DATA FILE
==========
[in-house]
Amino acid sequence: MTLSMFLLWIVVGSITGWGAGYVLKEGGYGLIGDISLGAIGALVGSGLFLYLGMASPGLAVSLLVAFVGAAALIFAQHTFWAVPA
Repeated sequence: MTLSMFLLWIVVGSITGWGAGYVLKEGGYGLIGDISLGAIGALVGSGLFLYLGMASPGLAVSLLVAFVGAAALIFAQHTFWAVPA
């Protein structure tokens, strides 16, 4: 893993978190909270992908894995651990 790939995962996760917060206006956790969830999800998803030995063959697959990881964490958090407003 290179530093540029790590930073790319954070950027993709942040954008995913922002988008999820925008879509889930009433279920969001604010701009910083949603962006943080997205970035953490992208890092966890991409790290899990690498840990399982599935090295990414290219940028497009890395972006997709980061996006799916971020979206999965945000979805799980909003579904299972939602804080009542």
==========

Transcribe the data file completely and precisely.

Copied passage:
[in-house]
Amino acid sequence: MTLSMFLLWIVVGSITGWGAGYVLKEGGYGLIGDISLGAIGALVGSGLFLYLGMASPGLAVSLLVAFVGAAALIFAQHTFWAVPA
Repeated sequence: MTLSMFLLWIVVGSITGWGAGYVLKEGGYGLIGDISLGAIGALVGSGLFLYLGMASPGLAVSLLVAFVGAAALIFAQHTFWAVPA
């Protein structure tokens, strides 16, 4: 893993978190909270992908894995651990 790939995962996760917060206006956790969830999800998803030995063959697959990881964490958090407003 290179530093540029790590930073790319954070950027993709942040954008995913922002988008999820925008879509889930009433279920969001604010701009910083949603962006943080997205970035953490992208890092966890991409790290899990690498840990399982599935090295990414290219940028497009890395972006997709980061996006799916971020979206999965945000979805799980909003579904299972939602804080009542």